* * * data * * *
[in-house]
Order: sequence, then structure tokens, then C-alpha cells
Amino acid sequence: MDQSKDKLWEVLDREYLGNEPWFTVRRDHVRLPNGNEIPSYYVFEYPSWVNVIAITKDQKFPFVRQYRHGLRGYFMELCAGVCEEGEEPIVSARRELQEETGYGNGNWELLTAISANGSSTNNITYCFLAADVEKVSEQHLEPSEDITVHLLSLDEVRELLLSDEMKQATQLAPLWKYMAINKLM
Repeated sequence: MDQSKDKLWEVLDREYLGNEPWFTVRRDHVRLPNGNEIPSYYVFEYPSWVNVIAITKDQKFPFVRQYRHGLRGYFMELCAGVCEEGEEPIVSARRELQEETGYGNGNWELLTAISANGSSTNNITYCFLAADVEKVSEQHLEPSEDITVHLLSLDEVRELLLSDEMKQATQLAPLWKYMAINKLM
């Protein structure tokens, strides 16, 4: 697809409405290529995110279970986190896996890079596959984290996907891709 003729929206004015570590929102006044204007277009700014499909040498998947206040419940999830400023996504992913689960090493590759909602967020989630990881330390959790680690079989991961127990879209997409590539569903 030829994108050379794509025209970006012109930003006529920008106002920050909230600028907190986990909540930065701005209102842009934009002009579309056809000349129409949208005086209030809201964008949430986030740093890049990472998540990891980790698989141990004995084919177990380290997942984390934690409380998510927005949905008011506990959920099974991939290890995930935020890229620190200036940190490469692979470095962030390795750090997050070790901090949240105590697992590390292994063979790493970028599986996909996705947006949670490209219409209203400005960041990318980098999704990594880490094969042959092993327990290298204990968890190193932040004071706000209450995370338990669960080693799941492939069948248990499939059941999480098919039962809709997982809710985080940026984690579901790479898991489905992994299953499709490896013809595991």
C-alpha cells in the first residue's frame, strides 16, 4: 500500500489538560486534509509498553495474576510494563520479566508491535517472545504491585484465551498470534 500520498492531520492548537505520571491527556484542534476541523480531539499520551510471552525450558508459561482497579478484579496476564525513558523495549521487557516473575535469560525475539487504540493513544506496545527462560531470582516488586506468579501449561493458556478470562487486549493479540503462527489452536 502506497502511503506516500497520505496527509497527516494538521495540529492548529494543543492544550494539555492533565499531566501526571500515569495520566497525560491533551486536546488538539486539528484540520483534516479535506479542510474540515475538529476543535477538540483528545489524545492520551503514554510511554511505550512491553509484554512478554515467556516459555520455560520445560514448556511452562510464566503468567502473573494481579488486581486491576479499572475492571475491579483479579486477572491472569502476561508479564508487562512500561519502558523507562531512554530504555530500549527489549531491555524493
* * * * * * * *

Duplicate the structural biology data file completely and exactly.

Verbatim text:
[in-house]
Order: sequence, then structure tokens, then C-alpha cells
Amino acid sequence: MDQSKDKLWEVLDREYLGNEPWFTVRRDHVRLPNGNEIPSYYVFEYPSWVNVIAITKDQKFPFVRQYRHGLRGYFMELCAGVCEEGEEPIVSARRELQEETGYGNGNWELLTAISANGSSTNNITYCFLAADVEKVSEQHLEPSEDITVHLLSLDEVRELLLSDEMKQATQLAPLWKYMAINKLM
Repeated sequence: MDQSKDKLWEVLDREYLGNEPWFTVRRDHVRLPNGNEIPSYYVFEYPSWVNVIAITKDQKFPFVRQYRHGLRGYFMELCAGVCEEGEEPIVSARRELQEETGYGNGNWELLTAISANGSSTNNITYCFLAADVEKVSEQHLEPSEDITVHLLSLDEVRELLLSDEMKQATQLAPLWKYMAINKLM
């Protein structure tokens, strides 16, 4: 697809409405290529995110279970986190896996890079596959984290996907891709 003729929206004015570590929102006044204007277009700014499909040498998947206040419940999830400023996504992913689960090493590759909602967020989630990881330390959790680690079989991961127990879209997409590539569903 030829994108050379794509025209970006012109930003006529920008106002920050909230600028907190986990909540930065701005209102842009934009002009579309056809000349129409949208005086209030809201964008949430986030740093890049990472998540990891980790698989141990004995084919177990380290997942984390934690409380998510927005949905008011506990959920099974991939290890995930935020890229620190200036940190490469692979470095962030390795750090997050070790901090949240105590697992590390292994063979790493970028599986996909996705947006949670490209219409209203400005960041990318980098999704990594880490094969042959092993327990290298204990968890190193932040004071706000209450995370338990669960080693799941492939069948248990499939059941999480098919039962809709997982809710985080940026984690579901790479898991489905992994299953499709490896013809595991």
C-alpha cells in the first residue's frame, strides 16, 4: 500500500489538560486534509509498553495474576510494563520479566508491535517472545504491585484465551498470534 500520498492531520492548537505520571491527556484542534476541523480531539499520551510471552525450558508459561482497579478484579496476564525513558523495549521487557516473575535469560525475539487504540493513544506496545527462560531470582516488586506468579501449561493458556478470562487486549493479540503462527489452536 502506497502511503506516500497520505496527509497527516494538521495540529492548529494543543492544550494539555492533565499531566501526571500515569495520566497525560491533551486536546488538539486539528484540520483534516479535506479542510474540515475538529476543535477538540483528545489524545492520551503514554510511554511505550512491553509484554512478554515467556516459555520455560520445560514448556511452562510464566503468567502473573494481579488486581486491576479499572475492571475491579483479579486477572491472569502476561508479564508487562512500561519502558523507562531512554530504555530500549527489549531491555524493